A chef hailing from Buckner, who holds the Guinness World Record for creating the largest gingerbread village, has made a personalized gingerbread creation for a resident of his hometown.
Executive Sous Chef Jon Lovitch, of the New York Marriott at the Brooklyn Bridge in New York City, constructed and donated a gingerbread house inscribed with a “Keith’s Bait & Tackle” sign for Judy McFatrich of Buckner in memory of her son, Keith, who recently passed away from cancer.
“It’s really something,” McFatrich said on being a recipient of the gingerbread house. “I didn’t expect it.” She added that along with her son’s passion for fishing, he was fascinated with gingerbread houses and wanted to become a chef himself.
McFatrich said Lovitch and his parents attended the same church in Buckner as the McFatrich family. But as Jon and Keith grew up, they lost track of each other. However, when McFatrich was browsing for gingerbread houses on the Internet not too long ago, she came across a gingerbread village “with a very familiar name attached to it.”
“I later contacted him on Facebook,” she said, “and we began exchanging messages.”
After Lovitch was informed that McFatrich’s son had died of cancer, he decided that he was going to construct a gingerbread house in memory of Keith, which should arrive in Buckner after making nearly a 1,200-mile journey from New York City “sometime this week.”
Lovitch is the creator of Gingerbread Lane, an annual display of homemade gingerbread villages that he creates entirely by himself. For the past 20 years, his purely edible villages have been featured at such places as the Smithsonian Institute in Washington, D.C., the Capital Children’s Museum in New York City and recently at the New York Hall of Science, where he broke the Guinness World Record for the largest gingerbread village in November 2013. It weighed 1.5 tons in candy, icing and gingerbread plus it covered nearly 300 square feet in space.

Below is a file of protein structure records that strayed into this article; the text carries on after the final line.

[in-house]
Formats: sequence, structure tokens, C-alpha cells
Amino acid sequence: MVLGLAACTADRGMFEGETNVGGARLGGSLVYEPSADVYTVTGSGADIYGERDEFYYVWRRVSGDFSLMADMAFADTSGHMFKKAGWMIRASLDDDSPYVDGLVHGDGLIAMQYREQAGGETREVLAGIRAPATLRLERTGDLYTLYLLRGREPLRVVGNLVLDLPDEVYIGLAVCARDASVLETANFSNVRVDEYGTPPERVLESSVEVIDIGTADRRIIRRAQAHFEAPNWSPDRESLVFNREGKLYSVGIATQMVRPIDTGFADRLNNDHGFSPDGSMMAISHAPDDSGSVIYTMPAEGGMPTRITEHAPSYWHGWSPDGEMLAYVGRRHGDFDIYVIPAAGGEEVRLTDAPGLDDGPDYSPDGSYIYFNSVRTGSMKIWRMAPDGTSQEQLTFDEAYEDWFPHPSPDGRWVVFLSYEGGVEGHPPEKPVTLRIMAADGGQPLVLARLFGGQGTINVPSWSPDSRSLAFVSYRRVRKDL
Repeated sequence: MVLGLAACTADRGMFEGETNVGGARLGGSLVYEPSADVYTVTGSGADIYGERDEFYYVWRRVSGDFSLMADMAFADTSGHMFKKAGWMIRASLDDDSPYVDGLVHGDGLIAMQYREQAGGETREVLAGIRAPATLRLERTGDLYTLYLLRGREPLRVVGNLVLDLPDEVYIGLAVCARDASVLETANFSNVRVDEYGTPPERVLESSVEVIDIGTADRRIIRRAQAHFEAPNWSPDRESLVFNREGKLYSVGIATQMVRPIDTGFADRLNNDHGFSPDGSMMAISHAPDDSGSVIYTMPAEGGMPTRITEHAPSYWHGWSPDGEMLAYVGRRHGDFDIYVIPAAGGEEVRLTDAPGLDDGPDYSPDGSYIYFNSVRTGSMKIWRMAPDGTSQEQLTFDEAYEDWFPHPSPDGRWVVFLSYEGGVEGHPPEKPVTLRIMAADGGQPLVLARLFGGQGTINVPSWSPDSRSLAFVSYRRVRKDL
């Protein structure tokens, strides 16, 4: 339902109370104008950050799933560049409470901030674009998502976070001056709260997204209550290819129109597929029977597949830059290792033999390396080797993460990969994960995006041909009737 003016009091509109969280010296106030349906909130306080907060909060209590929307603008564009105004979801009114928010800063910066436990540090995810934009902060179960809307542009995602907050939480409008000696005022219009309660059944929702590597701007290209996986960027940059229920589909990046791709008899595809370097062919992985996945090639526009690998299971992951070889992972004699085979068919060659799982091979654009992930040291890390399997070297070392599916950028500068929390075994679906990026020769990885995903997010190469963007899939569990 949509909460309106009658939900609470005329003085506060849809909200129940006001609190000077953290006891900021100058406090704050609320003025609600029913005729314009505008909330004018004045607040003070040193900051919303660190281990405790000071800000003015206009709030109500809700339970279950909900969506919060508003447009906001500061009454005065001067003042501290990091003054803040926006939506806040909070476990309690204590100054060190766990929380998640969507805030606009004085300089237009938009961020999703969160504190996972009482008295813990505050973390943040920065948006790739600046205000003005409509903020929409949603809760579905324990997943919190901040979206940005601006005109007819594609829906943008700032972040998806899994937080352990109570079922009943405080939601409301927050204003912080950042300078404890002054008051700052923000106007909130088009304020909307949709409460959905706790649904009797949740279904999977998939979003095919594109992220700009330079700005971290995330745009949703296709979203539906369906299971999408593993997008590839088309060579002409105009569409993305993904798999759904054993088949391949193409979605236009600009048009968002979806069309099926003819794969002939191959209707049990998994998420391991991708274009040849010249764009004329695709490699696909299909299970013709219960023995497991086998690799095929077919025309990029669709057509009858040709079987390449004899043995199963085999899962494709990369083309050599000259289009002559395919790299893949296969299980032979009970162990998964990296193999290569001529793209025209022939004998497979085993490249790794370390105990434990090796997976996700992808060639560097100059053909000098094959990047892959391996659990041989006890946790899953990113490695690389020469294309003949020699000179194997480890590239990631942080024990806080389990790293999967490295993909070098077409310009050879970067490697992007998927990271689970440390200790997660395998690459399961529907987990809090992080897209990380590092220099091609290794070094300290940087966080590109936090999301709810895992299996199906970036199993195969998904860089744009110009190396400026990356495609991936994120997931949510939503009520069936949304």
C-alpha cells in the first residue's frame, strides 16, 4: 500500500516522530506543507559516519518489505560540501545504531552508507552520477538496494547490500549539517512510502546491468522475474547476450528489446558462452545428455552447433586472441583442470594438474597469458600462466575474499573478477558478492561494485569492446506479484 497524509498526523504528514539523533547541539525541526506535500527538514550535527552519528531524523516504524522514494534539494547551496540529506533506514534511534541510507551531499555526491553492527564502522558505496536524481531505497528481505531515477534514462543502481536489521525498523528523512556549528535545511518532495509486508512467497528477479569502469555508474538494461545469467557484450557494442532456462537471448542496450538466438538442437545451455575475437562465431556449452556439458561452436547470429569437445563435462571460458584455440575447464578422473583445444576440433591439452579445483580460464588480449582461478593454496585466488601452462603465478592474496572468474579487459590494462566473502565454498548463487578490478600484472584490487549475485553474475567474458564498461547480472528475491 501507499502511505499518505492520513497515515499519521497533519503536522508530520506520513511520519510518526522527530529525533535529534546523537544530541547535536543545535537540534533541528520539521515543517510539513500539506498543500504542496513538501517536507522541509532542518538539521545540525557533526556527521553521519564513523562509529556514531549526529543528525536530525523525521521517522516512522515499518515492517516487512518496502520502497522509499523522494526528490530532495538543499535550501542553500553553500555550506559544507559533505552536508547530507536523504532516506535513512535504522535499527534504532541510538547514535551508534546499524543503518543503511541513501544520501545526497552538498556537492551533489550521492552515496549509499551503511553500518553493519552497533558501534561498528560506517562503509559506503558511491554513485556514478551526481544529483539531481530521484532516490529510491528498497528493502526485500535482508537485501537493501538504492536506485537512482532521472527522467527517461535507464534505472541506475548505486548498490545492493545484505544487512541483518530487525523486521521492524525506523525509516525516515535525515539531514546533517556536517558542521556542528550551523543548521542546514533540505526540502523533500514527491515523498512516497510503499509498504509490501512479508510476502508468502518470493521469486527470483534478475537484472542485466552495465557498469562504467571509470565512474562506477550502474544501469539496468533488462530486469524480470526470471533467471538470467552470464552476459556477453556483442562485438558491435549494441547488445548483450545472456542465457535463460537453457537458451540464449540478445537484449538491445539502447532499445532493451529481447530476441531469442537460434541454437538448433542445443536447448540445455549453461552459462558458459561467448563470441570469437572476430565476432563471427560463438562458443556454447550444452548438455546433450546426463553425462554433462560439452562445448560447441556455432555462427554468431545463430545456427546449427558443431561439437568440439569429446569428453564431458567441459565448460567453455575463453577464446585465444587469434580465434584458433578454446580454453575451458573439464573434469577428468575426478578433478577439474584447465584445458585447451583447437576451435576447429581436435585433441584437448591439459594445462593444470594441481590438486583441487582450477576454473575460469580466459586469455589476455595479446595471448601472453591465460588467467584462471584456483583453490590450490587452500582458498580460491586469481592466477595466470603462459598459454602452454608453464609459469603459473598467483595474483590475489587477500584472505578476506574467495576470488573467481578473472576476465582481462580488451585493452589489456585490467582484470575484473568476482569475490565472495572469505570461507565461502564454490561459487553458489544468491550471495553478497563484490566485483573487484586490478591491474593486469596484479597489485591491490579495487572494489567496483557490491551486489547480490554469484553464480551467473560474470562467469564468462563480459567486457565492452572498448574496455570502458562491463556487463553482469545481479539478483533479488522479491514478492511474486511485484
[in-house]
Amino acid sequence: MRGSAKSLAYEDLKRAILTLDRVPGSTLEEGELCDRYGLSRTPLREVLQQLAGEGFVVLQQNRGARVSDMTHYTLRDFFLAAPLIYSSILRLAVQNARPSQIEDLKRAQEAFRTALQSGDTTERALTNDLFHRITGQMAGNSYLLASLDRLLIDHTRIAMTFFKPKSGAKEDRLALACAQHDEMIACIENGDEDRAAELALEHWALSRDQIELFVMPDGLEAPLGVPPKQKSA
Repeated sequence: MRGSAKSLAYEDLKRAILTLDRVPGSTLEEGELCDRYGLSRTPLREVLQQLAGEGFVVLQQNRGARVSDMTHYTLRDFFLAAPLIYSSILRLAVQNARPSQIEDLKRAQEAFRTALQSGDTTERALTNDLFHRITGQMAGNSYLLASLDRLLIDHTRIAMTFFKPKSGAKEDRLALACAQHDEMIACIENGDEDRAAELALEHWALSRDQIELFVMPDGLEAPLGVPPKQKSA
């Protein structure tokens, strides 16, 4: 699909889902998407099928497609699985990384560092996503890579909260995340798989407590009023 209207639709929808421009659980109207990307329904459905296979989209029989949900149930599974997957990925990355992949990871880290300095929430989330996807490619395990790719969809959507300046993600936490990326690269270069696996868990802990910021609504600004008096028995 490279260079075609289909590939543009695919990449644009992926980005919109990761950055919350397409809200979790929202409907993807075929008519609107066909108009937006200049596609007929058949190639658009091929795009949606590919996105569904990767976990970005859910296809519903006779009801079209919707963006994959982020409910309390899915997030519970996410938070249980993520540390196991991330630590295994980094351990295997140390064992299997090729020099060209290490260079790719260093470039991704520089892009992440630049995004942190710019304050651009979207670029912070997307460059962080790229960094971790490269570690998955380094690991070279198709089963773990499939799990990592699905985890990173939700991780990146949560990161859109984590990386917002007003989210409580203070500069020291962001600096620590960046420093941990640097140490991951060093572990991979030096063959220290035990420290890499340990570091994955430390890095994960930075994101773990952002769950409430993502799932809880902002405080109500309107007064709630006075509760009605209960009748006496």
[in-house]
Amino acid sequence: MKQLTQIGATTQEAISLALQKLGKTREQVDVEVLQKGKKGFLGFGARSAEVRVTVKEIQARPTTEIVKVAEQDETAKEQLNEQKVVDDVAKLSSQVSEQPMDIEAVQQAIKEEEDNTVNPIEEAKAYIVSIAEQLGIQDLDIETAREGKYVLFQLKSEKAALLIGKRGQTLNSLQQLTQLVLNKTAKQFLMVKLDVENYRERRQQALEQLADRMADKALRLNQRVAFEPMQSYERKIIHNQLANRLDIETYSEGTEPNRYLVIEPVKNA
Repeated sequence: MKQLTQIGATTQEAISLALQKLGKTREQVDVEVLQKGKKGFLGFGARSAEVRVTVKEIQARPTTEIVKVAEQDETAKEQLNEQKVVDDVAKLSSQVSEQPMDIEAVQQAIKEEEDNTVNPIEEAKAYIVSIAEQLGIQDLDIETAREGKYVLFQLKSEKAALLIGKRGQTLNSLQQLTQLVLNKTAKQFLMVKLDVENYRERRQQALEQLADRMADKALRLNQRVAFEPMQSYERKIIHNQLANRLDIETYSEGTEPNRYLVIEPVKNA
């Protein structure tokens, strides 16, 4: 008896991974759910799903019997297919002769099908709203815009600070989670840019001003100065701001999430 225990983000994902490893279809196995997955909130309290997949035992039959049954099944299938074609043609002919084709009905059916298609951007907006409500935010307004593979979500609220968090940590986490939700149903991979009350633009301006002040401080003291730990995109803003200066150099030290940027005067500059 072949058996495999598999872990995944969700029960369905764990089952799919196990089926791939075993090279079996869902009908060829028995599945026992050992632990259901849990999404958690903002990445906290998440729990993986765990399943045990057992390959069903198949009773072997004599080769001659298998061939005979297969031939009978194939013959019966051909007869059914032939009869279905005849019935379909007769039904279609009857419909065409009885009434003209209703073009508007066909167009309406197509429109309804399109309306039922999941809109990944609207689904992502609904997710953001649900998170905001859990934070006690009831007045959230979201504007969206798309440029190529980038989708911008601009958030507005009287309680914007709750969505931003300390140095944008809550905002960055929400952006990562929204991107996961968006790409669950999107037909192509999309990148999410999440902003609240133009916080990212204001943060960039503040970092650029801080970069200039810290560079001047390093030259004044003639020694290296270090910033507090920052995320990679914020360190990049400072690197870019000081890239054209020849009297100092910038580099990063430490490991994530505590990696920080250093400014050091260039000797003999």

“There are many rules and guidelines you have to abide to when trying to break a world record,” he said about his record-breaking gingerbread village. Some of these rules include the dimensions of the village, the amount of materials used to even the type of candy for decoration.
Although Lovitch’s day job is being a chef, he considers his gingerbread side projects a second full-time job in itself. He creates a unique village every holiday season that takes the majority of the year to construct. His process, he said, begins the day after Christmas when he stocks up on discounted Christmas candy used for decorating the houses. He then works on baking gingerbread and preparing other materials virtually each night throughout the year after work at his New York City apartment. Once an exhibition site is chosen for Lovitch’s annual creation, his village is generally on display from November to early January.
There is only one rule that Lovitch abides by in making gingerbread villages: They must be entirely created out of edible materials. He said his interest in gingerbread constructions originated in the early 1990s when he participated in a gingerbread house contest at the Hyatt Regency hotel in Kansas City. The rules didn’t specify that contestants could use artificial/inedible materials and he subsequently lost, he recalled. Since then, he strictly uses icing, candy and gingerbread for his villages.
Over the years, his villages have not only doubled in size, but expontentially grown from 12 houses in 1994 to 257 this last year. He estimated that he has used more than 27,000 pounds of gingerbread; 15,000 pounds of candy and 5,000 pounds of icing since he began building his candy communities. Each gingerbread village on display also takes around 1,000 hours of labor to create, he added.
When asked if Lovitch ever wanted to construct famous landmarks out of gingerbread, such as the Brooklyn Bridge or Empire State Building, besides the usual village, he replied that he sticks with villages because it captures “the magic of Christmas.”
“I’d like to be as mythical as I can,” he said when he creates a gingerbread village. He also said that gingerbread houses, after all, are primarily for children, and he strives to achieve an enchanting/dreamlike aesthetic with his works.
Lovitch said he also would like to return to his hometown of Buckner during the upcoming holiday season to instruct a workshop on how to build gingerbread houses, either at the local library or his old church. “I’d like to arrange something.” Plus he said he would love to display his villages in Missouri as well, such as Silver Dollar City in Branson or elsewhere in the state.
Lovitch is currently in the midst of constructing another gingerbread villege that may rival last year’s record-breaking one. To marvel at his confectionery creations, visit www.gingerbreadlane.org .